Microsoft wants its Windows XP users to get with the program, and is giving them 365 days to do so.
One year from today, Microsoft will shut down extended support for its 12-year-old operating system, in favour of newer platforms like Windows 7 and 8.
In 2002, Microsoft launched its Support Lifecycle policy, allowing 10 years of combined mainstream and extended support for Microsoft Business and Developer products, including Windows OSes. To that end, Windows XP SP3 and Office 2003 will lose that support on 8 April 2014.
"If your organization has not started the migration to a modern desktop, you are late," Stephen Rose, senior product manager for Windows Commercial, wrote in a blog post. He revealed that it takes an average company 18 to 32 months to reach full deployment, and urged businesses to begin planning and application testing "immediately," to avoid issues later.
But don't think that a simple upgrade from XP to Windows 7 or 8 — a "modern operating system," according to Rose — will do the trick.
"You will need to do a clean install," Rose said, meaning user data must be migrated and applications reinstalled on the new OS. More details on testing hardware and apps can be found on the Windows blog.
Microsoft already pulled mainstream support for Windows XP in April 2009, but come this time next year, it will drop extended support, meaning no more security updates, non-security hotfixes, free or paid assisted support options, or online technical content updates.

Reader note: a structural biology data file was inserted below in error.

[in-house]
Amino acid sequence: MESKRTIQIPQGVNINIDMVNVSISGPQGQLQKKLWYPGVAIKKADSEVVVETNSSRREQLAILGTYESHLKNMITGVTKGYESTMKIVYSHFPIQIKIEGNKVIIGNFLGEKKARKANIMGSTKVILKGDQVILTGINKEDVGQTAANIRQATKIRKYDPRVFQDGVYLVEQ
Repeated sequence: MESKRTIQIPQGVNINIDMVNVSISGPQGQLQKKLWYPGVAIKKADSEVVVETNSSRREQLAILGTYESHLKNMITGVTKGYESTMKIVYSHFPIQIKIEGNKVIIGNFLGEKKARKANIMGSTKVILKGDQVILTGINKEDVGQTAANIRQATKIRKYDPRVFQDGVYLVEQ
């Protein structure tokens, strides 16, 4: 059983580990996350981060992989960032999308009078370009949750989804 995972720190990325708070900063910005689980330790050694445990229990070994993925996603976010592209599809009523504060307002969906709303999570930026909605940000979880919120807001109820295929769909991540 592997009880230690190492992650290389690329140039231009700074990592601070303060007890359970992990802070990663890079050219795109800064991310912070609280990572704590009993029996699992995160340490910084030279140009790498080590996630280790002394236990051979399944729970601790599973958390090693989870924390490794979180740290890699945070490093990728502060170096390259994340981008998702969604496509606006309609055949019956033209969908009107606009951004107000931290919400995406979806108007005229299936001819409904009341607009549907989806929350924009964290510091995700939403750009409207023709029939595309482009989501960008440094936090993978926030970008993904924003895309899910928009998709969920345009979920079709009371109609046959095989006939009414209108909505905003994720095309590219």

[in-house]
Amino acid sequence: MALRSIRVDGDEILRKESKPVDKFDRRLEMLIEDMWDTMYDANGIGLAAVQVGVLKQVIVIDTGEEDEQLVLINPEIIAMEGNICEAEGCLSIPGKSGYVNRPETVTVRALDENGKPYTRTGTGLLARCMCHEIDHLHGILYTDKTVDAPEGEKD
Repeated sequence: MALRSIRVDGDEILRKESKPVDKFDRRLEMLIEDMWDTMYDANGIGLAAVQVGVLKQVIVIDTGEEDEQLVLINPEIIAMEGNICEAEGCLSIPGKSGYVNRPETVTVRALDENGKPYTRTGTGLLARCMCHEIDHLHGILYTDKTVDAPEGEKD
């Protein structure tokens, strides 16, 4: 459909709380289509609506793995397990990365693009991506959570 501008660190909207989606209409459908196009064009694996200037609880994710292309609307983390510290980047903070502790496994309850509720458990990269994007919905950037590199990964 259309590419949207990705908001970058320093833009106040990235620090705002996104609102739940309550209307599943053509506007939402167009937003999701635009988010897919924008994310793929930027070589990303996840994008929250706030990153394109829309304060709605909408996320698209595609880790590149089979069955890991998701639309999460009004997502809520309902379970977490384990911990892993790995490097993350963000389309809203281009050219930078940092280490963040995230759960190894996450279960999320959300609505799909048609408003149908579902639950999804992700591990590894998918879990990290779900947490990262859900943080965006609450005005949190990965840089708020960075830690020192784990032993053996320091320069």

Rose warned that running XP SP3 and Office 2003 after support ends can expose companies to potential security risks. Even anti-virus software support won't be enough, and vulnerabilities discovered in the operating system or applications running on it will remain unpatched and open to malware.
"Using XP after April 2014 is an 'at your own risk' situation for any customers choosing not to migrate," Rose wrote.
Windows XP launched in 2001, and has been named Microsoft's most popular OS of its time. Redmond has given users plenty of time to make the move; the software giant announced the news last April, two years before the shutdown, before the Windows 8 launch.
According to March data from Net Applications, approximately 38.73 per cent of PC users are still using Windows XP; the most popular OS is Windows 7 with 44.73 per cent. About 4.99 per cent are on Vista, while only 3.17 per cent have upgraded to Microsoft's latest, Windows 8.